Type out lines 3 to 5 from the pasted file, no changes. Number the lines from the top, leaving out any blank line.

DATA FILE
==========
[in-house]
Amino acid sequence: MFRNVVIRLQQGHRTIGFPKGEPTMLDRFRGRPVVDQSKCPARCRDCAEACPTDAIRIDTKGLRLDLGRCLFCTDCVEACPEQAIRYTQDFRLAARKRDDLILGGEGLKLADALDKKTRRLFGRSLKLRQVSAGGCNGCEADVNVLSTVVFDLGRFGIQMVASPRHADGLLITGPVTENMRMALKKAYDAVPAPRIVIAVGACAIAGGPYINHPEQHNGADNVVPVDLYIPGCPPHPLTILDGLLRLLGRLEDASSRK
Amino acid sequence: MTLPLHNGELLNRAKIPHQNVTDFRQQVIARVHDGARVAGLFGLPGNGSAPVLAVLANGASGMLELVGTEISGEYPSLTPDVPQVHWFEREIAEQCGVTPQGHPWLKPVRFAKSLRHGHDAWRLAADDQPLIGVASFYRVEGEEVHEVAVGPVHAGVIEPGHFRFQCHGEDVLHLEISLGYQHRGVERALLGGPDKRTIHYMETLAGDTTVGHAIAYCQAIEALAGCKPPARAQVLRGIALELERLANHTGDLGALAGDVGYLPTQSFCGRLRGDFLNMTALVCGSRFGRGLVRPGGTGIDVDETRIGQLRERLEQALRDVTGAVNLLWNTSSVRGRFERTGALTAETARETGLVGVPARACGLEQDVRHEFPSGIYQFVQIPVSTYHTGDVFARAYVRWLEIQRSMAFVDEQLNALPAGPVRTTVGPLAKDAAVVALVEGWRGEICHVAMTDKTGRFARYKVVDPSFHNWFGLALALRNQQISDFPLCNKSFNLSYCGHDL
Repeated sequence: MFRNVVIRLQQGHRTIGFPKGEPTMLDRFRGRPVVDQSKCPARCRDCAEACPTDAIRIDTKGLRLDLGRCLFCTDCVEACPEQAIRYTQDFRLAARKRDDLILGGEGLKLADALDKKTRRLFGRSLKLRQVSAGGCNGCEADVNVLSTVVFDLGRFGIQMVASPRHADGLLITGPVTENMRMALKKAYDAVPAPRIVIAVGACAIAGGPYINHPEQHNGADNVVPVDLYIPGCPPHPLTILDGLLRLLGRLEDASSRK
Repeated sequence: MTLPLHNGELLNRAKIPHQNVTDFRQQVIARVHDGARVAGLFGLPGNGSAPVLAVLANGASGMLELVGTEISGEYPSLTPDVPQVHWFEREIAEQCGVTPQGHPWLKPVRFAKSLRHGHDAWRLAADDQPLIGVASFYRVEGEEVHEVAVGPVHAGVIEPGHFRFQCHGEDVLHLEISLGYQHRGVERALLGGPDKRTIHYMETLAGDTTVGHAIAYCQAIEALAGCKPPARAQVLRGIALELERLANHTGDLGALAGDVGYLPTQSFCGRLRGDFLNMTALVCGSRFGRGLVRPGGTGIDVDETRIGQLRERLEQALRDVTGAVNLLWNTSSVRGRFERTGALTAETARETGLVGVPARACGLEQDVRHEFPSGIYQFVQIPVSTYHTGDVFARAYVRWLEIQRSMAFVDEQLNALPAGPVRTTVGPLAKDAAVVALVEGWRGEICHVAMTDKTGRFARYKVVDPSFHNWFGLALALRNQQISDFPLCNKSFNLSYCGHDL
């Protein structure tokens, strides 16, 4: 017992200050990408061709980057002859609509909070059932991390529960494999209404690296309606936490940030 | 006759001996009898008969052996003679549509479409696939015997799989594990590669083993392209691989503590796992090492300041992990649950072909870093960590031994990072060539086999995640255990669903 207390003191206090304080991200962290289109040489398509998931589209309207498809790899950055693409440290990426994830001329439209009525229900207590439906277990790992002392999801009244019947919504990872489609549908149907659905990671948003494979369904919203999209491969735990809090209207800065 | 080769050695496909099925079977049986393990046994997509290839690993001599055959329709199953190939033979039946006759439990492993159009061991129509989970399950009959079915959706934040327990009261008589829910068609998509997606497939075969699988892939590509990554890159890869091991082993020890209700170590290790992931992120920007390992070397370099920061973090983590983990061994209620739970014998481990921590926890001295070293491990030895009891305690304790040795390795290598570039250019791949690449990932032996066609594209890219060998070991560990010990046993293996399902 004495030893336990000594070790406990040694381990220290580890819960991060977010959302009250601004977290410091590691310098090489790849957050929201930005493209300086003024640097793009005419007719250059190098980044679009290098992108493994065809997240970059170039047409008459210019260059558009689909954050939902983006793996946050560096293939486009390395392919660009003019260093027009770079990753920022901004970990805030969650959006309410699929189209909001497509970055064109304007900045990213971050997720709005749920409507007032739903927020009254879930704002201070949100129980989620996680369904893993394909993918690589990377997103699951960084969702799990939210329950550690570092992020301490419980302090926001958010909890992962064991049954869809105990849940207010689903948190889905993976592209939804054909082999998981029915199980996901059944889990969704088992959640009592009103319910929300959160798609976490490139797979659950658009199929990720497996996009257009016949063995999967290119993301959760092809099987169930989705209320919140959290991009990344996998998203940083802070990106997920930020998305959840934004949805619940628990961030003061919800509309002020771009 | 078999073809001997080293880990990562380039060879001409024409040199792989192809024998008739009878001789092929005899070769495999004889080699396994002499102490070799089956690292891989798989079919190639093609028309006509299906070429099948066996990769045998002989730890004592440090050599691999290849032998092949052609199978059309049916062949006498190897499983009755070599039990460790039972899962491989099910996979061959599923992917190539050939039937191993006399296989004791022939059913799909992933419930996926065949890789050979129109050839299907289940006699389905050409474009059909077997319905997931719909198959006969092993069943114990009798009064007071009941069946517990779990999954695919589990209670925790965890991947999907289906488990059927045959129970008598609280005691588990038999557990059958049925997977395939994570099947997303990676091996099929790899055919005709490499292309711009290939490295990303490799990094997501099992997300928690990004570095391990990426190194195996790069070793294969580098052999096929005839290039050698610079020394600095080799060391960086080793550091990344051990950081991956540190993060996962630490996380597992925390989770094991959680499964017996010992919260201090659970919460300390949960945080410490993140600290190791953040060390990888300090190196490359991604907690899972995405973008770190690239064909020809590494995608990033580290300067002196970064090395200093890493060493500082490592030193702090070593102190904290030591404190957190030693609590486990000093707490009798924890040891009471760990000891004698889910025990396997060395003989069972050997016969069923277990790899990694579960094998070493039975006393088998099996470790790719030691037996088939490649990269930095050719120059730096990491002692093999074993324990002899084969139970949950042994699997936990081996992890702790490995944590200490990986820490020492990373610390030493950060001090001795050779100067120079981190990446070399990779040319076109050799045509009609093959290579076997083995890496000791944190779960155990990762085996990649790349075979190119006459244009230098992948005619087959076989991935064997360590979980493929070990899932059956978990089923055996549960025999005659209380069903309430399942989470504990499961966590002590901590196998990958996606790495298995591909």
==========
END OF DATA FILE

Amino acid sequence: MTLPLHNGELLNRAKIPHQNVTDFRQQVIARVHDGARVAGLFGLPGNGSAPVLAVLANGASGMLELVGTEISGEYPSLTPDVPQVHWFEREIAEQCGVTPQGHPWLKPVRFAKSLRHGHDAWRLAADDQPLIGVASFYRVEGEEVHEVAVGPVHAGVIEPGHFRFQCHGEDVLHLEISLGYQHRGVERALLGGPDKRTIHYMETLAGDTTVGHAIAYCQAIEALAGCKPPARAQVLRGIALELERLANHTGDLGALAGDVGYLPTQSFCGRLRGDFLNMTALVCGSRFGRGLVRPGGTGIDVDETRIGQLRERLEQALRDVTGAVNLLWNTSSVRGRFERTGALTAETARETGLVGVPARACGLEQDVRHEFPSGIYQFVQIPVSTYHTGDVFARAYVRWLEIQRSMAFVDEQLNALPAGPVRTTVGPLAKDAAVVALVEGWRGEICHVAMTDKTGRFARYKVVDPSFHNWFGLALALRNQQISDFPLCNKSFNLSYCGHDL
Repeated sequence: MFRNVVIRLQQGHRTIGFPKGEPTMLDRFRGRPVVDQSKCPARCRDCAEACPTDAIRIDTKGLRLDLGRCLFCTDCVEACPEQAIRYTQDFRLAARKRDDLILGGEGLKLADALDKKTRRLFGRSLKLRQVSAGGCNGCEADVNVLSTVVFDLGRFGIQMVASPRHADGLLITGPVTENMRMALKKAYDAVPAPRIVIAVGACAIAGGPYINHPEQHNGADNVVPVDLYIPGCPPHPLTILDGLLRLLGRLEDASSRK
Repeated sequence: MTLPLHNGELLNRAKIPHQNVTDFRQQVIARVHDGARVAGLFGLPGNGSAPVLAVLANGASGMLELVGTEISGEYPSLTPDVPQVHWFEREIAEQCGVTPQGHPWLKPVRFAKSLRHGHDAWRLAADDQPLIGVASFYRVEGEEVHEVAVGPVHAGVIEPGHFRFQCHGEDVLHLEISLGYQHRGVERALLGGPDKRTIHYMETLAGDTTVGHAIAYCQAIEALAGCKPPARAQVLRGIALELERLANHTGDLGALAGDVGYLPTQSFCGRLRGDFLNMTALVCGSRFGRGLVRPGGTGIDVDETRIGQLRERLEQALRDVTGAVNLLWNTSSVRGRFERTGALTAETARETGLVGVPARACGLEQDVRHEFPSGIYQFVQIPVSTYHTGDVFARAYVRWLEIQRSMAFVDEQLNALPAGPVRTTVGPLAKDAAVVALVEGWRGEICHVAMTDKTGRFARYKVVDPSFHNWFGLALALRNQQISDFPLCNKSFNLSYCGHDL